I gotta say, today was a Monday! The kids were excited to see us, and many gave us hugs. Launy ran to Leiva to hug her, and Joshua ran to me. We asked them if anything amazing had happened during the weekend, and Launy proceeded to tell us about a historic site she visited in the Everglades. Fabian told us how much he had enjoyed Disneyland, and every other kid in the room wanted to share something. As soon as we transitioned into reading, though, I started seeing facial expressions that took me back to my classroom during the school year. Fabian was staring at me, but he could obviously not see me. He kept smiling, as if he were in his bedroom, staring at an ice cream truck with a missing driver. Amaya was as sweet as usual, but she did not have a book, and neither did Prodigy. Alicia looked very tired, and though Launy kept wanting to answer every single question, when she was chosen, she would talk about a minimum of three topics at a time, except none had anything to do with the question that had been asked. She kept raising her hand each time we started asking a question, and eventually, we had to give a chance to other students to answer--that’s when she also shut down. With her head on the desk, she kept peeking up with one eye to see if we were paying attention to her. That scene took me back to so many Monday lunches with colleagues--after a long silence, only occasionally interrupted when utensils made contact with a plate, someone would ask, “so how is it going?” and everybody else would respond in unison, “it’s Monday!”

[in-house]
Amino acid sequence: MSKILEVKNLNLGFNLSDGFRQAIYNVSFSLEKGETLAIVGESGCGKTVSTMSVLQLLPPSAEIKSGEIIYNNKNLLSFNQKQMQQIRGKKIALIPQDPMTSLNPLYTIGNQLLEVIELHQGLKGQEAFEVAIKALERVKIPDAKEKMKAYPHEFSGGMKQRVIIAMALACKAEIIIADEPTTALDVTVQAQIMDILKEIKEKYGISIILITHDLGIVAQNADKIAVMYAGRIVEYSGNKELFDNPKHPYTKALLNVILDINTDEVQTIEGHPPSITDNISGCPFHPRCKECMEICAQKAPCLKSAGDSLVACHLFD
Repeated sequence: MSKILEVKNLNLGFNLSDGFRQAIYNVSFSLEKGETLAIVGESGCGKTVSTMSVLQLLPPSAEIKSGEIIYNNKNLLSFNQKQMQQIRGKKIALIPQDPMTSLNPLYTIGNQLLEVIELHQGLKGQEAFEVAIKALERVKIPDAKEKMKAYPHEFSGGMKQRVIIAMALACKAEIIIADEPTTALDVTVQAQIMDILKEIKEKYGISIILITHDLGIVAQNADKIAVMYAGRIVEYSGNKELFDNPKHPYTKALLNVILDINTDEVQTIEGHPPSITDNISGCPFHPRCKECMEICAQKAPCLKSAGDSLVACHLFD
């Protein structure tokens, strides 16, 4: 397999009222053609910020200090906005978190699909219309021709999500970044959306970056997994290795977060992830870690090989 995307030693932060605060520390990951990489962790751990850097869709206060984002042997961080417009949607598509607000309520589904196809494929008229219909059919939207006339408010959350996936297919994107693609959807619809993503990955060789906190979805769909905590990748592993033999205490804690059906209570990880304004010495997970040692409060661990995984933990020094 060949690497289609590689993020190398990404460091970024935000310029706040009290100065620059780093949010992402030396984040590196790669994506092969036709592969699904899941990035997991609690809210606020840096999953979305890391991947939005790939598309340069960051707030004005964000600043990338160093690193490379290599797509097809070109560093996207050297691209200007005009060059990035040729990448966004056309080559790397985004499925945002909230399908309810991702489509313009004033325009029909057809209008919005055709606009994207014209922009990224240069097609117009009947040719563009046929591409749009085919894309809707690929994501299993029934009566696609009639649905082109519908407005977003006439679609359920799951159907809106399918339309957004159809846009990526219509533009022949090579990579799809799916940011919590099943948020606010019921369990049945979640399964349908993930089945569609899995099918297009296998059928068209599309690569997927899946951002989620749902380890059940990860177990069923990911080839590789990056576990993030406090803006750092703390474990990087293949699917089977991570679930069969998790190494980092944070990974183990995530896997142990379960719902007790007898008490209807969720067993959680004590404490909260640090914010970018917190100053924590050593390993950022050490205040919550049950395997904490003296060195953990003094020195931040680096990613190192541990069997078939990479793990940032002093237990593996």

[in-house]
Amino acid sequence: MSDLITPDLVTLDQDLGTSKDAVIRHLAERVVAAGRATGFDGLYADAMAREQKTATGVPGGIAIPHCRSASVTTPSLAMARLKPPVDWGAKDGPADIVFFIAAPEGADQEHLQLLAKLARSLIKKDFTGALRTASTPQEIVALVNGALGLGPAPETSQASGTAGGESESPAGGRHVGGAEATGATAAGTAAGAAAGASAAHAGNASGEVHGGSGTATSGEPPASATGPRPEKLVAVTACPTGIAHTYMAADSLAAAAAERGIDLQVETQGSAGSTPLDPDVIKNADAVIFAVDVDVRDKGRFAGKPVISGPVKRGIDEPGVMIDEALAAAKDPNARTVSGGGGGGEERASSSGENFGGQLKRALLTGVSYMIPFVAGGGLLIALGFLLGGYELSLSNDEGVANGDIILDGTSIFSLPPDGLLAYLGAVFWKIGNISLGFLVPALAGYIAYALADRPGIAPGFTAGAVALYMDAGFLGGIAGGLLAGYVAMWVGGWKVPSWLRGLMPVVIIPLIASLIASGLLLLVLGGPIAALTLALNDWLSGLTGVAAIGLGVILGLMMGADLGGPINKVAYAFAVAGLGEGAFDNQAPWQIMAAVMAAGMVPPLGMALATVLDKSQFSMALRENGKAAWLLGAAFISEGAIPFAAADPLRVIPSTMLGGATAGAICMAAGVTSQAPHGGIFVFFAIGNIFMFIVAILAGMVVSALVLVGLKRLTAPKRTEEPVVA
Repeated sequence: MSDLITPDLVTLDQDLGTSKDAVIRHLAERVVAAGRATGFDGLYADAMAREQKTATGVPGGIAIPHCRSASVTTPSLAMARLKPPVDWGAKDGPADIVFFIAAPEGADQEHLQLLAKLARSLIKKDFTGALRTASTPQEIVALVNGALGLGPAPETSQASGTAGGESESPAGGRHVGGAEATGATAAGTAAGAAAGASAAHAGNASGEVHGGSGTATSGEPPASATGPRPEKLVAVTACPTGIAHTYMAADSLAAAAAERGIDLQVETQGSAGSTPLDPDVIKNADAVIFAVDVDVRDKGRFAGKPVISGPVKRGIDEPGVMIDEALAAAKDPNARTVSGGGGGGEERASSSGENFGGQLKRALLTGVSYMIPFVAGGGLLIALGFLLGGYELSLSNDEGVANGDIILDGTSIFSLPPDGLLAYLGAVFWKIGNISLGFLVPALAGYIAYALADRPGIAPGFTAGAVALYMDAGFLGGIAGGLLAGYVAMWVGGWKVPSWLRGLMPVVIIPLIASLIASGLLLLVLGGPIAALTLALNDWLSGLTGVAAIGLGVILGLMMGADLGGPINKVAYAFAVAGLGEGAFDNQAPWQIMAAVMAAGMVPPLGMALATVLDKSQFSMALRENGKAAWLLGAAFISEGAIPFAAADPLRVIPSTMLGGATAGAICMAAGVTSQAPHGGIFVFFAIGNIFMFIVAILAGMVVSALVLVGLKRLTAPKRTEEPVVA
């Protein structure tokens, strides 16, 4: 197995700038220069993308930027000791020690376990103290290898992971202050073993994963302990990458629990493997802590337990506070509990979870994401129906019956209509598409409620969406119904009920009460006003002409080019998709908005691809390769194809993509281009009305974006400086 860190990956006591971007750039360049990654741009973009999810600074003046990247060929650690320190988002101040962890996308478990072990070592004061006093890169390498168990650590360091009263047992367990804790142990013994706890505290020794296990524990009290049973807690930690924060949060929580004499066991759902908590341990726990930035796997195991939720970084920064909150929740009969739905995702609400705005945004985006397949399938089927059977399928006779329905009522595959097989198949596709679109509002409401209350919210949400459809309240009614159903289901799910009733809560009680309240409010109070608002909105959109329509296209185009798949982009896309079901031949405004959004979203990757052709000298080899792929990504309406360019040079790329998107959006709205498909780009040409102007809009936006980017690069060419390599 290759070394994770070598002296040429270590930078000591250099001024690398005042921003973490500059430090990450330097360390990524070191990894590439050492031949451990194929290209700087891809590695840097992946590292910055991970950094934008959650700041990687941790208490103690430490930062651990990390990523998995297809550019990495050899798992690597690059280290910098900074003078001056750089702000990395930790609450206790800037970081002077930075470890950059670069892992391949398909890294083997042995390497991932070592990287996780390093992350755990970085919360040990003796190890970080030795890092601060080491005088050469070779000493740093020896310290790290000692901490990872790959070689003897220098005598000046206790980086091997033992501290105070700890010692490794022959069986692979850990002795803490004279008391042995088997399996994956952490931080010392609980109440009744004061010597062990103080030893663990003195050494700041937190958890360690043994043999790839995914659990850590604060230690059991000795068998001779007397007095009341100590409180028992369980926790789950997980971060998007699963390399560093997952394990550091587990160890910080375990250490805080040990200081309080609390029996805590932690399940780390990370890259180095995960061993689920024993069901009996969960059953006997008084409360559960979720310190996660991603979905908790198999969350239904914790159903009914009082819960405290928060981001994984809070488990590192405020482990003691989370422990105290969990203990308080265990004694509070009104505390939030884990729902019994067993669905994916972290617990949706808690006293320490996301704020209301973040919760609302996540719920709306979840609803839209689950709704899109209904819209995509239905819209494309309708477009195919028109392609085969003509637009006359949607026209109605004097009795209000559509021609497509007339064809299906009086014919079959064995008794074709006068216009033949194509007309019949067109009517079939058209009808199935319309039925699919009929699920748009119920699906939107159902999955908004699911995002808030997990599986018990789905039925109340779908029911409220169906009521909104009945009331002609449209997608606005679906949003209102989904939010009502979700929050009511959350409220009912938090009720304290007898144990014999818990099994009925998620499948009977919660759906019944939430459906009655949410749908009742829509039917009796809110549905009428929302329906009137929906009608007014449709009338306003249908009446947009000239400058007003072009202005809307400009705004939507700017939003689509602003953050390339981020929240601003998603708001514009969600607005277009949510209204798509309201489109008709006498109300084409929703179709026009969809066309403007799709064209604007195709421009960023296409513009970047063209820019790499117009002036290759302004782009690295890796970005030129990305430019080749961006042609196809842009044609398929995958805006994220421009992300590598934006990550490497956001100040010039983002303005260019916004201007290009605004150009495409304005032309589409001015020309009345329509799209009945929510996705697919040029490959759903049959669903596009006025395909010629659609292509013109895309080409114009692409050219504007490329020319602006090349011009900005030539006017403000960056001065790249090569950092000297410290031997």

I smiled as I remembered those days. We all knew what, “it’s Monday” meant, but we knew the kids would be back to their regular selves the following day. With that in mind, we started the lesson, which was focused on plot and characters. We asked the kids if they knew the meaning of a character: “it’s the people in a story;” “it’s the main characters;” “it can also be animals or things, though.” All their answers showed that most of them had at least a basic understanding of the meaning of the word character. We then taught them the difference between a protagonist and an antagonist. Most of the kids knew that movies had good guys and bad guys, but they swore they had never heard the words “protagonist” and “antagonist.” After a few more minutes of discussion, most of them had a good understanding of the two words, and a few gave us examples of protagonists and antagonists in their favorite movies: The Purge, The Jungle Book, etc. By this point, we only had ten minutes left for our SSR, so we started playing the music.
After a ten minute SSR session that seemed to last hours, we transitioned into the Fit portion of the day. Joshua seemed excited, but most of the kids moved in slow motion. Based on their energy level, I knew high intensity cardio would not work today. We started by spending a couple minutes stretching, and then we went for a steady cardio session that involved eight moves to be performed at a steady rate for one minute each. They were supposed to have about a minute after each exercise for a break, but each time, they took a little longer. For each of the first exercises, no more than half of the kids were engaged at a time, so Leiva and I, without consulting each other, started narrating their behaviors. “Alright, Alicia is looking great. Keep it up, Alicia!” “Way to go, Sean, perfect form right there.” Each time we narrated a kid’s behavior, the kids next to him or her would automatically start moving. Thus, Leiva and I continued, “Good speed, Joshua--I am sure you can go even faster.” “Amaya, good pace and good form--don’t give up.” By the time we were done, even Fabian, who did not look like he had forgotten about that ice cream truck, was starting to move his feet a little. We finally made it to the end, and we slowly high-fived each kid to congratulate them for making it.
The announcements for tomorrow were brief: the energy and engagement were low today--let’s have a better day tomorrow.